households of Kerala 1/3rd have a member with overseas employment
.

 

Similarly the dalit and Vanvasi community’s share in the
overseas employment is very negligible as compared to other communities.
(Kerala Padanam, p. 50). Of the 8,51,475 ST households only 3.3 per cent have
the overseas fortune. According to CDS study in 2004 there were about 18.4 lakh
Malayalees secure jobs abroad (Study by K.C. Zachria & S. Irudayarajan
sponsored by CDS Trivandrum. See The New Indian Express, Kochi, dated July 16, 2004). Now its number
is more. Among the 18.4 lakh 43.7 per cent are Muslims, 31.2 per cent are
Hindus and 25.1 per cent are Christians (Economic Review 2004, State Planning
Board, February 2005, p. 428). Then how can be a
Kerala Muslim become a backward in fiscal terms.

Annual foreign remittance through legitimate channel is more than 28,937
crore. Fifty six percent of this fund is of the Muslims community. At
the same time in 2004-05 government disbursed Rs. 5,860.2 crore as salary to
its 4,86,000 employees. Of the 76,57,000 Muslims of the state, more than
7,80,000 persons employed in gulf sector. Amongst the government servants,
according to the official statistics, 11.4 per cent (55,404) are Muslims. But
the Paloli Committee suppressed the fact that the lion share of fairly earning
sections of Kerala is Muslims.

Let us examine the minority communities’
shares in the industry, agriculture, trade and commerce sector of Kerala.

 

 The industrial
sectors, 30 per cent and 35 per cent is respectively under the control of the
Muslims and Christians. In the agriculture sector, Muslims hold 23 per cent and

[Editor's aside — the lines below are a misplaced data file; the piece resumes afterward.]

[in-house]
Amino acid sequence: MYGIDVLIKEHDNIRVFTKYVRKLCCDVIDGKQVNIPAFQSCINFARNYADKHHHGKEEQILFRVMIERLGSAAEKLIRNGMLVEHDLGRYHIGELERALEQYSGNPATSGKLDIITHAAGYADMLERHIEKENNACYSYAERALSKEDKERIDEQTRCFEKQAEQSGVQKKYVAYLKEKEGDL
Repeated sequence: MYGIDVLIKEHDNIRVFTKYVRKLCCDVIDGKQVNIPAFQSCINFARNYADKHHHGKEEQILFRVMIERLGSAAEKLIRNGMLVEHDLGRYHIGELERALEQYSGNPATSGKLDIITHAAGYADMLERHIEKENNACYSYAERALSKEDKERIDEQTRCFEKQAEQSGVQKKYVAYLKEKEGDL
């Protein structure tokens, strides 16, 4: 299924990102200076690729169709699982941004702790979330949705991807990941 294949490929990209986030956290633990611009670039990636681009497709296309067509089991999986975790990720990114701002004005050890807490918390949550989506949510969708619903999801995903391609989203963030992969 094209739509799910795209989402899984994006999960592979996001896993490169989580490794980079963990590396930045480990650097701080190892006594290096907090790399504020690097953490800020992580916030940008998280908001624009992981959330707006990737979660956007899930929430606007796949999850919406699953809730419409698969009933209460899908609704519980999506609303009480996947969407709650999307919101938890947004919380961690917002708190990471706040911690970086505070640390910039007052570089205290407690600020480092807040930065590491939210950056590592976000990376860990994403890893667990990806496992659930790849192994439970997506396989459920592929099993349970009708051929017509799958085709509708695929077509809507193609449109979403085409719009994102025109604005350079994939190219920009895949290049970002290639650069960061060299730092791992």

the Christians’ hold is 40 per cent. In trade and commerce sectors Muslims and
Christians correspondingly hold 40 per cent and 36 per cent. Conversely the all
castes of Hindus hold in the segments such as industrial is 28 per cent, in
agriculture is 24 per cent, and trade-commerce is 22 per cent. Don’t forget
the fact that certain weakest Hindu castes shares in the above sectors may be
zero
. (K. C. Zachariah, CDS Study, report: The New Indian Express, Cochin, July 16, 2004).

It is genuine to examine the land owning
patter of Kerala
.

 

The per household land owning of all Hindus is 69.1 per
cent, of Muslims it is 77.1 per cent and in the case of Christians it is 126.4
per cent. (Kerala Padanam, p. 54). The Hindu population of Kerala as per the
2001 census is 56.2 per cent. Of them 5.5 per cent are farmers and 18.3 per
cent are farm labourers. The Muslim population as per the latest census is 24.7
per cent and among them 6.1 per cent are farmers and 11.8 per cent are farm
labourers. The 19.1 per cent Christians are the most blessed and 12.8 per cent
of them are farmers and 11.2 per cent are agricultural labourers. The number of
BPL people is too high among Hindu communities. It is 39.3 lakh amongst the
Hindus. On the other hand it is 24.7 lakh and 8.2 lakh respectively amongst the
Muslims and Christians. Another important disparity between the minorities and
the Hindus exits in the case of the possession of habitable houses. 89.7 per
cent Muslims are living in habitable and pucca houses. On the other hand in the
case of Christians and Hindus it is 80.1 per cent and 83.6 per cent
respectively. (Kerala Padanam, p 48). While
considering the economic parameters, who can push the Muslims in the dustbin of
backwardness?